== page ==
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At his Rackson Restaurants company, CEO Chris Johnson, ties growth to opportunities for his team.

The Rackson company name has been around since 1983, said Chris Johnson, whose father, Ron Johnson, created it when he became a KFC franchisee after his NFL playing career. He used the first letters of the first names of his family: Ron, children Allison and Chris, and his wife, Karen.

In its current form, however, Rackson Restaurants has new brands, a new private equity partner and a new vision for growth.

“Like a lot of second-generation franchisees, you’re for better or worse wed to the business, it’s in your blood,” said Johnson, who in 2013 founded Rackson Restaurants in Bridgewater, New Jersey, and today operates 55 Burger Kings and one Popeyes restaurant with another under construction.

After working outside the industry and then helping his dad, who was a record-setting running back for the New York Giants, sell his business, Johnson said he was drawn back to restaurants because “the industry allows you to work with so many different people and so many different disciplines, and it’s endless in terms of where you can take it.”

Johnson wants to bring more units under the Rackson name, both through acquisitions and new development, and is on the hunt for a third brand. To help the company reach those goals, Rackson Restaurants in January announced a majority investment from private equity firm City Capital Ventures, which bought out the family office partner that helped Johnson go from six to 56 restaurants. The Chicago-based firm is also the majority owner of The Redberry Group, Canada’s largest Burger King franchisee with 111 units, plus more than 20 Pizza Huts.

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Chief People Officer Siobhan O’Leary, emphasizes a “coach-centric mindset” in developing employees at Rackson.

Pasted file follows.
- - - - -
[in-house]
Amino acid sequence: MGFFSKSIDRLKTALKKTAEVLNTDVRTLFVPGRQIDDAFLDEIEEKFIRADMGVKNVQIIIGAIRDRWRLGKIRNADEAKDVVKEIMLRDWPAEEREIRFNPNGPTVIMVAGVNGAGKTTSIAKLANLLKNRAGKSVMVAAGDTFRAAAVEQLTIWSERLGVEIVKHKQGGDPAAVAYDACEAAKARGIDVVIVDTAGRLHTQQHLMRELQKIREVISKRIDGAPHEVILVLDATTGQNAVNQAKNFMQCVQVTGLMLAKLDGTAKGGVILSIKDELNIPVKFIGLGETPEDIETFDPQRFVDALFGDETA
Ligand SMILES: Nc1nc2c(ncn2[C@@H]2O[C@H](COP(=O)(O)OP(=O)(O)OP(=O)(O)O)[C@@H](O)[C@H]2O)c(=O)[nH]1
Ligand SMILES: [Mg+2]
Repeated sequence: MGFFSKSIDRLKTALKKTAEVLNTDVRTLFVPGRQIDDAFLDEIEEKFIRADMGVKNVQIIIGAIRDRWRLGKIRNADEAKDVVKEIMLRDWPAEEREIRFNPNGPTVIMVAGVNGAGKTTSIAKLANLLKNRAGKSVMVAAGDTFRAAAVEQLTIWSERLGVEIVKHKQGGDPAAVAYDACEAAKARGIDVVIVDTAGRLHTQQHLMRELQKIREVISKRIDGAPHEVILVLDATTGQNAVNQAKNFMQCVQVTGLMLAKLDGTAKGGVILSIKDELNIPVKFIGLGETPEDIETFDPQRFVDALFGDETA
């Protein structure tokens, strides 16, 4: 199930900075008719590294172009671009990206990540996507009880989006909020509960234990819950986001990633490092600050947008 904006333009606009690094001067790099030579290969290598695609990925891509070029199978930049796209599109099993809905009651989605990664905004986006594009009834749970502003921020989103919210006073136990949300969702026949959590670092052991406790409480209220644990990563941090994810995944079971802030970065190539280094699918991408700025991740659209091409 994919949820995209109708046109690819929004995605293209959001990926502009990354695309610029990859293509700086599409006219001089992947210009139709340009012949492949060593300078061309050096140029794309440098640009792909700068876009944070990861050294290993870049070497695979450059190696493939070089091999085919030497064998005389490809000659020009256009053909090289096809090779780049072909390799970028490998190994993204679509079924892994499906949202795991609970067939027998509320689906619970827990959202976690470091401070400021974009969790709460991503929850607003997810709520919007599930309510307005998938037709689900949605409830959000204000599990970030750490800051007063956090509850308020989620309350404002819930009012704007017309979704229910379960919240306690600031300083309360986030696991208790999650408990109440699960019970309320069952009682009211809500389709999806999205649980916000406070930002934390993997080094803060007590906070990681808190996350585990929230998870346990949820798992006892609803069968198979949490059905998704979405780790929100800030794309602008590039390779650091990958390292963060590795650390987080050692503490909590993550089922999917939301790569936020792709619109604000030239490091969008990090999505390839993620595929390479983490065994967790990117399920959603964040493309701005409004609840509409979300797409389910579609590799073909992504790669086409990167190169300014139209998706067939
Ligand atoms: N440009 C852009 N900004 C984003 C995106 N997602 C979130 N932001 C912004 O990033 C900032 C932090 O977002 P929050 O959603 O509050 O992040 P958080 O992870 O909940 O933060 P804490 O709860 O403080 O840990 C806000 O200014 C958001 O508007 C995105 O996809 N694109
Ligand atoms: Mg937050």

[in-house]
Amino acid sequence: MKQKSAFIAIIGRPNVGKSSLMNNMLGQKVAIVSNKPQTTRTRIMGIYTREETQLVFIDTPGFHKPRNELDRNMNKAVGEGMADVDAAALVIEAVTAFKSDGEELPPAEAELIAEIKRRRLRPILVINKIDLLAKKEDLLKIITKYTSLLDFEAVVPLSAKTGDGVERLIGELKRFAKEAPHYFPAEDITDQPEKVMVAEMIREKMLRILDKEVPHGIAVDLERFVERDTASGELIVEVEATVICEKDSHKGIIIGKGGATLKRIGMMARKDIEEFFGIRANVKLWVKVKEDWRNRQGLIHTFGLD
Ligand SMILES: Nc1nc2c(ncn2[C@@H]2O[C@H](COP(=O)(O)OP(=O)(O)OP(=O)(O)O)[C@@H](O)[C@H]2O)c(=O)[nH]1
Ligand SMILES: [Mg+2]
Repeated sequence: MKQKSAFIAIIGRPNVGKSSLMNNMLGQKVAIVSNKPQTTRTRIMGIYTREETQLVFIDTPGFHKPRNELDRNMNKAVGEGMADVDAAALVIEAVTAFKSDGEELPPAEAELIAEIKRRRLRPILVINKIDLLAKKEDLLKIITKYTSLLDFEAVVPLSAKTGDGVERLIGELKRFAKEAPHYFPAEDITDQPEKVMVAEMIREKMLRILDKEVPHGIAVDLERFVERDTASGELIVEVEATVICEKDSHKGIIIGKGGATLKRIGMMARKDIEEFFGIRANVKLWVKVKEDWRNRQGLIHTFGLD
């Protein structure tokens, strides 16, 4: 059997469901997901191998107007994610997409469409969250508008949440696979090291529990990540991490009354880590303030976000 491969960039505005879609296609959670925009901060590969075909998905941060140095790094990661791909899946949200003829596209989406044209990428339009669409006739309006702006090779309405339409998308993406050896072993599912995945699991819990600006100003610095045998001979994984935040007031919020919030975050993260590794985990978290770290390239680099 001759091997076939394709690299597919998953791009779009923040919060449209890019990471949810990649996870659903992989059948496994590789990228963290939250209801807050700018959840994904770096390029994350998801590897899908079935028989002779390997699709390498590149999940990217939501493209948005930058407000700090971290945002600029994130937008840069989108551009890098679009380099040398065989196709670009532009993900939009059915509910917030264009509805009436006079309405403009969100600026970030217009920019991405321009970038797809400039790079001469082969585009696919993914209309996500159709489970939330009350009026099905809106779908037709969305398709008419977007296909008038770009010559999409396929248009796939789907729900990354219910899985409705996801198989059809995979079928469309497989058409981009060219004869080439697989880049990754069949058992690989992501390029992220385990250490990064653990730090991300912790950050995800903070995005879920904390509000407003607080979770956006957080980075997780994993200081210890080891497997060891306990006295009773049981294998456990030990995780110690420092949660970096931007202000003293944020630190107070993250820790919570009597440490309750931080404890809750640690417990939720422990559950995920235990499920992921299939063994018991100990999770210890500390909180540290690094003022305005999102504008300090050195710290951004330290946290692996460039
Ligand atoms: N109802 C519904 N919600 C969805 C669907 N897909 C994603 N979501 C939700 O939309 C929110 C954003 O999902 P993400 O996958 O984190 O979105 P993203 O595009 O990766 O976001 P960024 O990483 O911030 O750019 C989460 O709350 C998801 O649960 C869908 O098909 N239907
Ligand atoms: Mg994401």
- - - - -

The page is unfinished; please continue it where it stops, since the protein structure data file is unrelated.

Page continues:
“My aspirations for the company are going to take a lot of time, a lot of patience and a lot of reinvestment into the company,” said Johnson, all of which City Capital is willing to put in. Those aspirations, he continued, aren’t simply unit growth and profits, but a focus on people that Johnson called his “north star.”

“Obviously, I learned the business from my dad—people first and making sure you provide opportunities to your team,” he said, an approach he wants to take a step further by emphasizing the sustainability of that team long term and connecting growth to people’s buy-in to his vision. “We don’t have a set target” for unit growth, “but we’ll grow as big as we can as long as the team is still bought in and energized.”

With what Johnson called an “incredibly hungry” group, his approach is to push an ownership mentality in the restaurants all the way up to C-level execs that drives accountability. To help in that effort, Johnson brought in Siobhan O’Leary, who came up in human resources through hotel groups Hyatt, Four Seasons and Rosewood, as chief people officer.

“Values drive behaviors to create culture,” said O’Leary, and at Rackson those values are fairness, accountability and recognition. She introduced a “coach-centric mindset” that extends to district managers and store-level workers to encourage problem-solving and is backed up with leadership classes and opportunities for rewards such as promotions and bonuses.

“We’re driving results through engagement,” she said.

On the development front, Johnson, who said he got into Popeyes “by accident” when a unit was packaged with some Burger Kings he acquired a few years ago, is looking for another market to grow in the chicken concept and is “keen to enter into a third brand.” Which brands he evaluates is being shaped by the coronavirus pandemic’s impacts on restaurants and the broader digital shift among consumers.

“What are you doing in digital? How are you accessing customers? It can’t just be through a delivery aggregator, there needs to be an app,” said Johnson of due diligence questions that also include those on drive-thru prototypes and to-go packaging.

Twenty percent of Rackson’s units are in urban New York and Philadelphia markets, including ones in malls and transit areas, and thus “had some traffic issues” throughout the pandemic, while “80 percent are suburban with drive-thrus and those performed a heck of a lot better than I would have expected in March and April and have sustained that performance,” Johnson said. He opened a Burger King inside a CloudKitchens ghost kitchen facility in Philadelphia in October and said while he’s still studying the model, “it can be a really useful way to open up restaurants in these markets where real estate is so expensive and where we can still capture the market share.”

“Me being the eternal entrepreneur, I’m always going to put money back into the business,” he said of his long-term plans.

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